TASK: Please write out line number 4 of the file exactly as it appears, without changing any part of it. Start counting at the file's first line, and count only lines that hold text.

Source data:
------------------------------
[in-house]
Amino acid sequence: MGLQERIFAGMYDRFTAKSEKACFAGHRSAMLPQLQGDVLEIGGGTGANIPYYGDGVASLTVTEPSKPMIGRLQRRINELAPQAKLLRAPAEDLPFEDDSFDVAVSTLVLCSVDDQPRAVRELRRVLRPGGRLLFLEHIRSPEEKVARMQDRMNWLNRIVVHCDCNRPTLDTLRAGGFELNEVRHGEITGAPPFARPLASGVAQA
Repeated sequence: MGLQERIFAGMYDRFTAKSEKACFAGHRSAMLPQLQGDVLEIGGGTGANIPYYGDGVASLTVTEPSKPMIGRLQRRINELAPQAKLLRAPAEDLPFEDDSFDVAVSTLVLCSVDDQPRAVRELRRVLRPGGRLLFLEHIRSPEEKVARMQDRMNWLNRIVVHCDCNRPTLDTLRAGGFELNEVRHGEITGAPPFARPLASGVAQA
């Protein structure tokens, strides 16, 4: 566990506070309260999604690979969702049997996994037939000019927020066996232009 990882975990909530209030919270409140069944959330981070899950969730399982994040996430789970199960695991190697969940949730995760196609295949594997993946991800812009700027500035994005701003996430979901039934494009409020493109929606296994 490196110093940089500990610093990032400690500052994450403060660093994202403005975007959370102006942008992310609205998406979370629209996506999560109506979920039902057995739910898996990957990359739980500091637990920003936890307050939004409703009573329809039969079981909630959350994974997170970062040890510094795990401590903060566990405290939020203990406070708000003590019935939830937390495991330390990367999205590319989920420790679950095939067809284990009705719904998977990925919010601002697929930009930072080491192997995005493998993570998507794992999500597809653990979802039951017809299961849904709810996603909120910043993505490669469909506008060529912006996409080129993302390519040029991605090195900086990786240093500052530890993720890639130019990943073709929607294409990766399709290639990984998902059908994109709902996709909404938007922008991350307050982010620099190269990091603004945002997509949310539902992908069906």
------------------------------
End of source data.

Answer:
């Protein structure tokens, strides 16, 4: 566990506070309260999604690979969702049997996994037939000019927020066996232009 990882975990909530209030919270409140069944959330981070899950969730399982994040996430789970199960695991190697969940949730995760196609295949594997993946991800812009700027500035994005701003996430979901039934494009409020493109929606296994 490196110093940089500990610093990032400690500052994450403060660093994202403005975007959370102006942008992310609205998406979370629209996506999560109506979920039902057995739910898996990957990359739980500091637990920003936890307050939004409703009573329809039969079981909630959350994974997170970062040890510094795990401590903060566990405290939020203990406070708000003590019935939830937390495991330390990367999205590319989920420790679950095939067809284990009705719904998977990925919010601002697929930009930072080491192997995005493998993570998507794992999500597809653990979802039951017809299961849904709810996603909120910043993505490669469909506008060529912006996409080129993302390519040029991605090195900086990786240093500052530890993720890639130019990943073709929607294409990766399709290639990984998902059908994109709902996709909404938007922008991350307050982010620099190269990091603004945002997509949310539902992908069906």